Advertising industry in talks to ban sexual portrayal of under-18s in ads
The advertising industry is in talks to introduce new rules prohibiting the sexual portrayal of under-18s - or those who appear to be under 18 - in advertising as exploited by brands like American Apparel.
American Apparel's controversial advertising
The Committee of Advertising Practice and Broadcast Committee of Advertising Practice (CAP and BCAP) are consulting on proposals to end the premature sexualisation of under-18s in order to protect their welfare. The hope is to prevent the potential for some adults to view under-18s in general as sexual beings or the potential for under-18s to be pressurised to view themselves in this way.
Under social responsibility rules the Advertising Standards Authority (ASA) has the power to block inappropriate and sexual images of 16 and 17-year-olds, but without a specific age-related prohibition, advertisers have no explicit signal not to include such imagery and no certainty as to what images are likely to be acceptable.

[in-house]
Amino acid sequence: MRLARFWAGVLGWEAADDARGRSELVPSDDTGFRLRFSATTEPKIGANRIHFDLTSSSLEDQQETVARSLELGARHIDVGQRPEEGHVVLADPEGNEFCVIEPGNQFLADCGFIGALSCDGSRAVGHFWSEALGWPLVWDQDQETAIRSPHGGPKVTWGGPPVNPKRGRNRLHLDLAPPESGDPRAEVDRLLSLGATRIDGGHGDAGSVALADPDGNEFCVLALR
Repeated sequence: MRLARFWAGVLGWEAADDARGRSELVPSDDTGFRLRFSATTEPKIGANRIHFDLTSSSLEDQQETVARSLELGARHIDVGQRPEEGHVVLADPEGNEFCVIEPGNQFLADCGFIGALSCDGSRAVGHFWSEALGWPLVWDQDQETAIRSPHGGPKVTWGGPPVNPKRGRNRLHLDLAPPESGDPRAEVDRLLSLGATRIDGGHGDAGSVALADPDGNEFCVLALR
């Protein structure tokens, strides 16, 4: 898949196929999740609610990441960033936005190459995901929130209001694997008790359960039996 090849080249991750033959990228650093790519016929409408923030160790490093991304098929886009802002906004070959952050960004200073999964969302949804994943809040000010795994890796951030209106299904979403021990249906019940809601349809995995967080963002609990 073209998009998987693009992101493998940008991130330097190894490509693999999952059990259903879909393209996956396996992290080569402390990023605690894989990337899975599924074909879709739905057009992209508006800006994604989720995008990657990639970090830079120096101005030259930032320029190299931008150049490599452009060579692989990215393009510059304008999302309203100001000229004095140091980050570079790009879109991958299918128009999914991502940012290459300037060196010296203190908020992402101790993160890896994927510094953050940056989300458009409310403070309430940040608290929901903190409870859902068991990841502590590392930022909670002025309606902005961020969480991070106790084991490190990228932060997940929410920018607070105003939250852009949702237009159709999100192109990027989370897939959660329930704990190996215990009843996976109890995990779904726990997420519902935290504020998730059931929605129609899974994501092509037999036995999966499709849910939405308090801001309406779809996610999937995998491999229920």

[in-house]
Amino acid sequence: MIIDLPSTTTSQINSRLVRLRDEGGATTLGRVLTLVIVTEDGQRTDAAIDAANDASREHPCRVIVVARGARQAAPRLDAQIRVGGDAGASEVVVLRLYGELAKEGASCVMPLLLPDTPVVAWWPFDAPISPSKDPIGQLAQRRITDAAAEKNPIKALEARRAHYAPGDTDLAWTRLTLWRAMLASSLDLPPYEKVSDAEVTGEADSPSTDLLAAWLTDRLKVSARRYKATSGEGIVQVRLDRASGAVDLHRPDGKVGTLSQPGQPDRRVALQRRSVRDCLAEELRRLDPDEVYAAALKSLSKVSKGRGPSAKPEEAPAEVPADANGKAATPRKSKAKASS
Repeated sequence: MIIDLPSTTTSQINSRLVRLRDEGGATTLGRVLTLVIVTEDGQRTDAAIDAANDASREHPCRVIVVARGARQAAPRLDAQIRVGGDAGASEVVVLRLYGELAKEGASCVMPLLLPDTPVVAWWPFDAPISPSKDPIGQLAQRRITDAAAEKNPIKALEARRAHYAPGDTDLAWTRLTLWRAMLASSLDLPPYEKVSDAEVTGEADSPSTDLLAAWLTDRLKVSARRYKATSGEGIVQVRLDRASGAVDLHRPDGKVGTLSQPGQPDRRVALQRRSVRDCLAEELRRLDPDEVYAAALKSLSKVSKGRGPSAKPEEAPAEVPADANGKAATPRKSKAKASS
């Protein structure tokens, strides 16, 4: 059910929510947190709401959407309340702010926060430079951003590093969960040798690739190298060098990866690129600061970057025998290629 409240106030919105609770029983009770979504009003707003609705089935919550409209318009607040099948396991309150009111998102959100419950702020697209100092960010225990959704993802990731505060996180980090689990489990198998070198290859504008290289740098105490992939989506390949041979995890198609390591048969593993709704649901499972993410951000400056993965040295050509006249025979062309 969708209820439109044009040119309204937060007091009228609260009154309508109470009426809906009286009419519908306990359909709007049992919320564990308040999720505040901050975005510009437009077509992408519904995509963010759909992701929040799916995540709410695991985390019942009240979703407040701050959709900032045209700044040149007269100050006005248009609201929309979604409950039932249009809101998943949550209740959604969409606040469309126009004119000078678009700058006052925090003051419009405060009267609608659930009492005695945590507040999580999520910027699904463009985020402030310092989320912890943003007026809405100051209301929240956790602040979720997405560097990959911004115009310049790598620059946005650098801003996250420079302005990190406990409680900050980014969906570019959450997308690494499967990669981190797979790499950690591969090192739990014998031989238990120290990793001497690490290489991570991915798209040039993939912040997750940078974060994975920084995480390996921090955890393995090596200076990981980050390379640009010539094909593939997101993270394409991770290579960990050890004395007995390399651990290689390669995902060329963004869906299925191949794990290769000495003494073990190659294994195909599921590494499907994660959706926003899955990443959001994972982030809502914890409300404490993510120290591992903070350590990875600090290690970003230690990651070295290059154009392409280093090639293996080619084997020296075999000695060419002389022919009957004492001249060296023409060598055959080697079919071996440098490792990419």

The strengthened rules, should they go through, will give advertisers greater certainty on the types of imagery they can include in ad campaigns without being banned by the advertising watchdog. The rules will sit alongside national and international measures prohibiting certain types of sexual depiction of under-18s.
As part of the crackdown it has been proposed that the ASA be allowed the discretion to create exceptions for responsible advertising promoting the welfare of under-18s, such as an ad that sought to promote sexual health in 16 or 17-year olds.
American Apparel is one such brand that the new rules are targeting. In 2014 two ads for its ‘School Days’ campaign which featured young girls bending over with their crotches and bottoms on display were banned by the ASA for featuring “inappropriately sexualised school-age girls”.
In 2015 it received yet another ban from the ASA for "inappropriately sexualising" a young model wearing a thong bodysuit on its website.